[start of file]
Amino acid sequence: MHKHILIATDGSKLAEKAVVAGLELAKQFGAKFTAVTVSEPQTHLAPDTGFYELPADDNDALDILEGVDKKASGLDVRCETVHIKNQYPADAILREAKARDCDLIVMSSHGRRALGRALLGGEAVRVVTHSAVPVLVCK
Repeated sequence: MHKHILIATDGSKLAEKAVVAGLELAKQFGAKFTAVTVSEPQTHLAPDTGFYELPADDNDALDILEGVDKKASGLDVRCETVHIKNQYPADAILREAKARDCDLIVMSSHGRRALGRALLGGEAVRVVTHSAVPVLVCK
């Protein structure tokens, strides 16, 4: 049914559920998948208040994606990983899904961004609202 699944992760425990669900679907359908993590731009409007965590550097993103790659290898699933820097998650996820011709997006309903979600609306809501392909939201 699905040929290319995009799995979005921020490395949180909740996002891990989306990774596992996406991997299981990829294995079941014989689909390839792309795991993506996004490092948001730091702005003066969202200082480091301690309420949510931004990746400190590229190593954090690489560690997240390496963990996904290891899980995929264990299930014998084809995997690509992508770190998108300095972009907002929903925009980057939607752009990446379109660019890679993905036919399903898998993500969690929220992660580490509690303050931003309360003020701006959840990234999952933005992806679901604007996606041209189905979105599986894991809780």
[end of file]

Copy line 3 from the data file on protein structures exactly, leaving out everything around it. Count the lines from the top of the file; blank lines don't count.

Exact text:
């Protein structure tokens, strides 16, 4: 049914559920998948208040994606990983899904961004609202 699944992760425990669900679907359908993590731009409007965590550097993103790659290898699933820097998650996820011709997006309903979600609306809501392909939201 699905040929290319995009799995979005921020490395949180909740996002891990989306990774596992996406991997299981990829294995079941014989689909390839792309795991993506996004490092948001730091702005003066969202200082480091301690309420949510931004990746400190590229190593954090690489560690997240390496963990996904290891899980995929264990299930014998084809995997690509992508770190998108300095972009907002929903925009980057939607752009990446379109660019890679993905036919399903898998993500969690929220992660580490509690303050931003309360003020701006959840990234999952933005992806679901604007996606041209189905979105599986894991809780």